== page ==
Humanist Funeral: A/K/A Celebration of Life

Today I want to talk about the Humanist Funeral or Celebration of Life.  As Humanists we do not believe in an afterlife, we believe that this life is all we have and that it is our purpose to make this life meaningful, fulfilling, and filled with love and care for our fellow man.  So of course, a Humanist funeral or Celebration of Life will be vastly different than a theist one.

I remember my father’s funeral (who was a devout religious man his entire life) changing my perspective about funerals in general.  My mother knew that my father’s sudden death was a shock and therefore felt it necessary to allow people to stand up and talk about my father.  Imagine my surprise when not two or three, but ten or more people stood up in front of a very large crowd and spoke about how my father impacted their lives.  I learned things about my father that I never knew.  Granted, I knew he was a giving and caring man as my mother would often say that he’d give the shirt off his back if it meant someone could have a shirt.  But these folks were talking about how he gave them money, fixed their car or home issues, gave of himself to help them with some need even if it meant the middle of the night or perhaps slight danger to his well-being.  One man in particular, who I often thought of as being a snob to my father, stood up and through broken words, shared how he respected my father’s integrity.  It was a powerful and gratifying moment for myself and my four siblings to see and hear people talk about our father in a way that we may or may not have known him.  I felt that this part of the memorial service had far more of an impact than the sermon that my father’s pastor gave on “if you want to see your father/husband/friend again, you must repent and be saved”.  The ability to see and hear about the impact that my father’s life had on his family, friends, and community meant far more to me and my siblings because it was personal.  It was intimate.  It was about my father, a man who’s life was more than his belief system, it was about who he truly was.  That service stood out to me and in the years since my father’s death (coming up on 20 years this March), I always sit through funerals or memorial services hoping that the family would utilize the celebration of life method rather than using it as an opportunity to convert family and friends.

Granted, you cannot have a Humanist Celebration of Life ceremony for someone who was a devout Christian their entire life because not only would that be unethical, it would be insincere.  When my mother passes, I will not encourage my siblings to hold a Humanist ceremony, but if I get a chance to speak at her funeral, you can bet I will eulogize her life as a celebration, much like my father’s service.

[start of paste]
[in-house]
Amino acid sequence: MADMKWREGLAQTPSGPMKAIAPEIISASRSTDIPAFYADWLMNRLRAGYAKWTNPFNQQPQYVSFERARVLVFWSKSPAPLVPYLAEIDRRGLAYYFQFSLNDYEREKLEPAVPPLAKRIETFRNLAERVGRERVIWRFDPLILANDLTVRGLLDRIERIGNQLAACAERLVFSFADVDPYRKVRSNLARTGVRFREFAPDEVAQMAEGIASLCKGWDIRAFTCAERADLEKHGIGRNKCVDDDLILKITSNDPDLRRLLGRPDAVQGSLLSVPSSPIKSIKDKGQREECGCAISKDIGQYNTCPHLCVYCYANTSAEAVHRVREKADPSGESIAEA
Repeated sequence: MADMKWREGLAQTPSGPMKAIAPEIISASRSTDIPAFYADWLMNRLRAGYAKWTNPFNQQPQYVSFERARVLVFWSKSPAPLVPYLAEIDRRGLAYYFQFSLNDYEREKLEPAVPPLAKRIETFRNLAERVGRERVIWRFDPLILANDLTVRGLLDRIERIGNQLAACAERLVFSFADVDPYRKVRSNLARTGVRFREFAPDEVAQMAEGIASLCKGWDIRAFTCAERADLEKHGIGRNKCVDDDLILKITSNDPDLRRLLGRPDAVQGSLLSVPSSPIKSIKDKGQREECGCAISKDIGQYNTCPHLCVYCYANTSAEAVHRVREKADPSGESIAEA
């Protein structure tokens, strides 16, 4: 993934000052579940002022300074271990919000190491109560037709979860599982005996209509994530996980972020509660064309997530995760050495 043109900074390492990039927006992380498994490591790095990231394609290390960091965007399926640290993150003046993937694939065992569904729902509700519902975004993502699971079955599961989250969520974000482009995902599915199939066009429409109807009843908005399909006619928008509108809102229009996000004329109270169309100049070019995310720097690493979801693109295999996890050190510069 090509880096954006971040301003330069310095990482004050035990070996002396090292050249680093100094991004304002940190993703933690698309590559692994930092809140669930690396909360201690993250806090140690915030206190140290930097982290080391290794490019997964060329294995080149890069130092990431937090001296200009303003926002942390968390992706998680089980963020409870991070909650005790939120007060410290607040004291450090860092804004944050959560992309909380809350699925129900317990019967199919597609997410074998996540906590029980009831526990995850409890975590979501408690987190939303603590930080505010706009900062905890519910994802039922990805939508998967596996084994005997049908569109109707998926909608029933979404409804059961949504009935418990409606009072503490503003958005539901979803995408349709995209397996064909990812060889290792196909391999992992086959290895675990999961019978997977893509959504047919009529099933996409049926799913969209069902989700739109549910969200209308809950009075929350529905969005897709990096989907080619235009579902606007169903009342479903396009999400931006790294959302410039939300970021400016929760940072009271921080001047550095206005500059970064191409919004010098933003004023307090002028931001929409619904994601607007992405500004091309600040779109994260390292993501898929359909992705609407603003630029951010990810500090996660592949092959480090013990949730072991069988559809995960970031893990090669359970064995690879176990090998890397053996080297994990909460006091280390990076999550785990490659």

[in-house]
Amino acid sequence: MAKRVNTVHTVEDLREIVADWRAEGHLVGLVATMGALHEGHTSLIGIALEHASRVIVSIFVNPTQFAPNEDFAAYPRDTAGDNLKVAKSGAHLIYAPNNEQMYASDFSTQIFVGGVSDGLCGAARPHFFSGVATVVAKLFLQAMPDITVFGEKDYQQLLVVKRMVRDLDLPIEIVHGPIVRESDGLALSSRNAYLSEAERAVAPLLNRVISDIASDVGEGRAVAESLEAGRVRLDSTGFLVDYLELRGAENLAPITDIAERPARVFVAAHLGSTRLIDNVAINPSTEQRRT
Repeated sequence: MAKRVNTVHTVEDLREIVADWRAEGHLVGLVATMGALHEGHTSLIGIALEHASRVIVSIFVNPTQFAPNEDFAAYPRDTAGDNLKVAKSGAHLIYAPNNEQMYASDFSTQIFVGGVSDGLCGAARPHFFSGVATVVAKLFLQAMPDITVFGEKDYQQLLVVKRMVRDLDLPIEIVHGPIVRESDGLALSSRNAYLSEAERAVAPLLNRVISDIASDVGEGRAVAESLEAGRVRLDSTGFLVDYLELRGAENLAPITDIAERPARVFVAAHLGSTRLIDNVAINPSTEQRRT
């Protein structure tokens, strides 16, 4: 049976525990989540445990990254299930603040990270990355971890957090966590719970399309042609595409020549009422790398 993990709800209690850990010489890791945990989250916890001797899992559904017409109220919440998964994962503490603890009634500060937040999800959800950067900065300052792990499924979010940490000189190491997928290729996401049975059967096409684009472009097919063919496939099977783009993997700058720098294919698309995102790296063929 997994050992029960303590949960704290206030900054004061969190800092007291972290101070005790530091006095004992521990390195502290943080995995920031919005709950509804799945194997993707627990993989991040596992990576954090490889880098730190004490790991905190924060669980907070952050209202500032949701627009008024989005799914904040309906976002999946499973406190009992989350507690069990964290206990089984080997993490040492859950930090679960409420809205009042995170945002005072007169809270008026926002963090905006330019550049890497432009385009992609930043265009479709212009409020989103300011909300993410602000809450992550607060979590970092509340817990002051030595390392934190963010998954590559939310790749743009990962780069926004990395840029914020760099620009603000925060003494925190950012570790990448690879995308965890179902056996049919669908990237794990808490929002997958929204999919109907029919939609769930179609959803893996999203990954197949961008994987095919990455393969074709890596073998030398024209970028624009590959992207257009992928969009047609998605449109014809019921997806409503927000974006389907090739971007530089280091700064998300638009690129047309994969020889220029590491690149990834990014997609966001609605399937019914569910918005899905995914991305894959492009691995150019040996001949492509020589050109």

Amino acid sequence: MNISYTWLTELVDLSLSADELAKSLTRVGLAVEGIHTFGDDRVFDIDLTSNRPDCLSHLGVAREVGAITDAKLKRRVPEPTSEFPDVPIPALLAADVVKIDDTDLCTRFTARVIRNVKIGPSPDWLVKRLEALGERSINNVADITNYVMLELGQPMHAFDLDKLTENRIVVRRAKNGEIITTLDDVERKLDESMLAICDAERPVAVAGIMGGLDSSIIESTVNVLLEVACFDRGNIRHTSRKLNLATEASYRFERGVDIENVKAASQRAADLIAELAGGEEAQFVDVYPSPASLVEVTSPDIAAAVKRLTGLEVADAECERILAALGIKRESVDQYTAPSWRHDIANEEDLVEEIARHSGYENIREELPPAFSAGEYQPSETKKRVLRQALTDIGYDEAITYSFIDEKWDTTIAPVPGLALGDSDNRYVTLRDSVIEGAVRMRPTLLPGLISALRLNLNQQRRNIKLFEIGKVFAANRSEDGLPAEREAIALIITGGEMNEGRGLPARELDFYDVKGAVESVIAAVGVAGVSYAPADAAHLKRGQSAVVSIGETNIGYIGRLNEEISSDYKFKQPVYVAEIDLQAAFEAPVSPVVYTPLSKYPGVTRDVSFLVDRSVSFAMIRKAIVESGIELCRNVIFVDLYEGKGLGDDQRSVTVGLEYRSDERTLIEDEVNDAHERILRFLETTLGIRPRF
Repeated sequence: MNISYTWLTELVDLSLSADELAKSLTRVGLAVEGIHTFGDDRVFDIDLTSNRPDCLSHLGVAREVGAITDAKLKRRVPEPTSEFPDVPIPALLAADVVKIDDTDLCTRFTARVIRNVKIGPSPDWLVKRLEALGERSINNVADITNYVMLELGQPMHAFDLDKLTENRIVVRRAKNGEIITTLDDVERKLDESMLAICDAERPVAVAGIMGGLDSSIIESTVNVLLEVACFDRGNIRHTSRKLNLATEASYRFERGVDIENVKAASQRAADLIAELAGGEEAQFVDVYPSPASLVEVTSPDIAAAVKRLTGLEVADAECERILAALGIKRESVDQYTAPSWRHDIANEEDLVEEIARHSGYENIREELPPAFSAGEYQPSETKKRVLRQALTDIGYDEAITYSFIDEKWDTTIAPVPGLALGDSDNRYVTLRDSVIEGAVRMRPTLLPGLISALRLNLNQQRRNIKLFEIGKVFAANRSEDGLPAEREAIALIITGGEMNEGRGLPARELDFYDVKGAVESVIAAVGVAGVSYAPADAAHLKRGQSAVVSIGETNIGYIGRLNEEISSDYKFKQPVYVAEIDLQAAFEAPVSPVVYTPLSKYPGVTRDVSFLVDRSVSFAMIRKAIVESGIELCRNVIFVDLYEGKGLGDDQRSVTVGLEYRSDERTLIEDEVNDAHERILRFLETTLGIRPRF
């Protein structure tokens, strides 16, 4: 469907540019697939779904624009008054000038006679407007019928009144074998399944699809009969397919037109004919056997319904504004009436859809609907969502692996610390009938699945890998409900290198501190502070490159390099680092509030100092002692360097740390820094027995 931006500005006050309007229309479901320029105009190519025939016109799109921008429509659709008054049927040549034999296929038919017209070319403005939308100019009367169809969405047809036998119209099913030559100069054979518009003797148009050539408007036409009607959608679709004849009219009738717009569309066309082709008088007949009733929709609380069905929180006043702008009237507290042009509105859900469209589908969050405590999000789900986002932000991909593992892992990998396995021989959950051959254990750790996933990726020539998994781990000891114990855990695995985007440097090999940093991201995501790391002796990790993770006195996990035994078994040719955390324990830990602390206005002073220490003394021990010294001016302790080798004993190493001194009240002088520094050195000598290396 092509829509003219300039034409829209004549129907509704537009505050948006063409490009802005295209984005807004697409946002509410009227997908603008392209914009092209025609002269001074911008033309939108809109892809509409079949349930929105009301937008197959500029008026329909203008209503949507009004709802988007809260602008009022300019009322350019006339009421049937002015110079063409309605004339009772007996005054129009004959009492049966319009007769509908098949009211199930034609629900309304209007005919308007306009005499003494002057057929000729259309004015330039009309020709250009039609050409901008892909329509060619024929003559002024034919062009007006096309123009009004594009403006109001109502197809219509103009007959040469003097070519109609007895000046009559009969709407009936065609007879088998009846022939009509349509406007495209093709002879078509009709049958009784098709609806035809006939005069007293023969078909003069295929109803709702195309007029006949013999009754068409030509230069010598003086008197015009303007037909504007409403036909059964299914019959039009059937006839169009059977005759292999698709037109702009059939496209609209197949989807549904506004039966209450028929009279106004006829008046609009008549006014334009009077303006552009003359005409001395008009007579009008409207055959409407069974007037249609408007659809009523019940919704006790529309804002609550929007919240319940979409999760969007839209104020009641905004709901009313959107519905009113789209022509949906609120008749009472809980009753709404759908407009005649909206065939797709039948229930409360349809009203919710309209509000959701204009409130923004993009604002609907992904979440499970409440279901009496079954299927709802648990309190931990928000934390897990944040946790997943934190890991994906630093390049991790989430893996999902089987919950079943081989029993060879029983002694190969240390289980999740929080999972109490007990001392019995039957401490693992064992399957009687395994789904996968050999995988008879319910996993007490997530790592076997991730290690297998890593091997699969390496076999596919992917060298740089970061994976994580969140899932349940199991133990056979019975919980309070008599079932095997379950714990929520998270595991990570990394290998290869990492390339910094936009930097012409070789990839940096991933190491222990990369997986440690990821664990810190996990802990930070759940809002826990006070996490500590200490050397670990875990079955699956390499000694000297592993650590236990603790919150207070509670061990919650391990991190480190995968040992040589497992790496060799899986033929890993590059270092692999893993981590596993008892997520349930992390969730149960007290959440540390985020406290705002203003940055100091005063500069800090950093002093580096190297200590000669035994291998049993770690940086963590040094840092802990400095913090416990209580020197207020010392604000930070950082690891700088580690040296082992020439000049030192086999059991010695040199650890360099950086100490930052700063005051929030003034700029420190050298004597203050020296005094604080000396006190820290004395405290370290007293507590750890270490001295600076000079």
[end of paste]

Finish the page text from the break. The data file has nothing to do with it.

Which brings me to the importance of funeral planning.  I would be livid if my husband or children opted for a theistic based funeral upon my demise.  Therefore, as Humanists, it is vital that we plan our Celebration of Life services the way we would have them be carried out.

If you are a Humanist, find a local Humanist Celebrant to help you plan and lead your Celebration of Life ceremony.  If you live in the United States, you can go online to to locate a celebrant in your area.  When choosing your method of being laid to rest, whether by burial or cremation, or any number of the other ways in which to be laid to rest (we’ll discuss these in my next blog post), make sure the funeral home you choose is aware of your wishes.  It may even be a good idea to arrange a meeting between yourself, your Humanist Celebrant and the funeral director so that everyone is on the same page regarding your service.  And it’s never too early to start planning these things.  My husband and I are 51 and 44, and we are in the beginning stages of planning our Celebration of Life ceremonies and being cremated.  Not only is it one more thing for us to take care of so that our children do not have to worry about it, it is also a way for us to make sure we are memorialized in the way that represents how we feel about Life and Death.

In my next blog post I will be discussing alternative burial methods that give meaning to a Humanist life.   Please check back!

In the meantime, have a wonderful day!


Leave a Reply

Fill in your details below or click an icon to log in: Logo

You are commenting using your account. Log Out /  Change )

Google photo

You are commenting using your Google account. Log Out /  Change )

Twitter picture

You are commenting using your Twitter account. Log Out /  Change )

Facebook photo

You are commenting using your Facebook account. Log Out /  Change )

Connecting to %s